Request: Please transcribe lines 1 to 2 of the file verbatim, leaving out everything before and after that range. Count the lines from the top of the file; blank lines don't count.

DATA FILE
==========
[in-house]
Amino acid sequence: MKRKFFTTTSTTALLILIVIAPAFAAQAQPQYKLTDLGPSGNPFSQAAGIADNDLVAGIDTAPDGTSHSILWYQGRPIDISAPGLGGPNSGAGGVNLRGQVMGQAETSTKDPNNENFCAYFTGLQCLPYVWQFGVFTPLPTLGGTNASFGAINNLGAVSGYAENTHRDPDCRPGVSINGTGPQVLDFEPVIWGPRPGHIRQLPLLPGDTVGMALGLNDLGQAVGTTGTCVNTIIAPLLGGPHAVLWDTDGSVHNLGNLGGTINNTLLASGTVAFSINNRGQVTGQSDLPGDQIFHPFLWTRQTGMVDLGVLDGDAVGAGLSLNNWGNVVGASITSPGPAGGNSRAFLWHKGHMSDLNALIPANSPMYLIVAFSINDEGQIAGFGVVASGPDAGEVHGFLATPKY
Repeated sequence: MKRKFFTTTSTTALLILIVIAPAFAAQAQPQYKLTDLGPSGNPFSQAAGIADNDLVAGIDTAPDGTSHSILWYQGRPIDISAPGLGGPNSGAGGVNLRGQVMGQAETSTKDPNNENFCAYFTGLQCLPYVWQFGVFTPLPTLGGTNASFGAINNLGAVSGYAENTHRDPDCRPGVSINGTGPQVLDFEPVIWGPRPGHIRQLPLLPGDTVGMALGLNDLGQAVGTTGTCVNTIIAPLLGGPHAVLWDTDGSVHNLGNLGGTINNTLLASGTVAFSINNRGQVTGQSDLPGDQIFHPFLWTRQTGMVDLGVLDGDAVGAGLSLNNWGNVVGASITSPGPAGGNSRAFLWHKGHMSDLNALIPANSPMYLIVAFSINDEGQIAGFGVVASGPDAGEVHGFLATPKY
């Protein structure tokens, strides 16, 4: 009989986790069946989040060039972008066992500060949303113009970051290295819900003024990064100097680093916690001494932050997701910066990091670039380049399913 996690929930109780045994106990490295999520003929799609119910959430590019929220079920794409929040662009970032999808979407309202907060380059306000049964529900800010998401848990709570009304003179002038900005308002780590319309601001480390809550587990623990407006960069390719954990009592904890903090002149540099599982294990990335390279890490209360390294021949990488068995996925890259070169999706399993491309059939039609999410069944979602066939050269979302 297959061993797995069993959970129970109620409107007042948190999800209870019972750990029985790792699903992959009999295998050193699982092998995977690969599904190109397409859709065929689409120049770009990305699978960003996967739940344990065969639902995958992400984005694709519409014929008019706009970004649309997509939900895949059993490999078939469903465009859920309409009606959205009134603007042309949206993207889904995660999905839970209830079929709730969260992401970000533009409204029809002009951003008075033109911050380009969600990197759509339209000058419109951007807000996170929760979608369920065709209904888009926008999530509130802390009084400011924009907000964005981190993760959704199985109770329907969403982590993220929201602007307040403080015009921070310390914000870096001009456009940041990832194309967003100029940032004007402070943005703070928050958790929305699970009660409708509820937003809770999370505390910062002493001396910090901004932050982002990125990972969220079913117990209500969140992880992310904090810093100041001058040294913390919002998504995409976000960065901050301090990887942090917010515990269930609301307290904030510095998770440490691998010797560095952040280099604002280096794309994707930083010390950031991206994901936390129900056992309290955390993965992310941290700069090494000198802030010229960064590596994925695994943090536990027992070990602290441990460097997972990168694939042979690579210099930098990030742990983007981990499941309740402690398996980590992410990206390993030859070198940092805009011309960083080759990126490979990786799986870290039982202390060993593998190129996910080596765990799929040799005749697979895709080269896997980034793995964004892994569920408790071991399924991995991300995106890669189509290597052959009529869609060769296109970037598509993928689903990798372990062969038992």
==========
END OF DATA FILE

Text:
[in-house]
Amino acid sequence: MKRKFFTTTSTTALLILIVIAPAFAAQAQPQYKLTDLGPSGNPFSQAAGIADNDLVAGIDTAPDGTSHSILWYQGRPIDISAPGLGGPNSGAGGVNLRGQVMGQAETSTKDPNNENFCAYFTGLQCLPYVWQFGVFTPLPTLGGTNASFGAINNLGAVSGYAENTHRDPDCRPGVSINGTGPQVLDFEPVIWGPRPGHIRQLPLLPGDTVGMALGLNDLGQAVGTTGTCVNTIIAPLLGGPHAVLWDTDGSVHNLGNLGGTINNTLLASGTVAFSINNRGQVTGQSDLPGDQIFHPFLWTRQTGMVDLGVLDGDAVGAGLSLNNWGNVVGASITSPGPAGGNSRAFLWHKGHMSDLNALIPANSPMYLIVAFSINDEGQIAGFGVVASGPDAGEVHGFLATPKY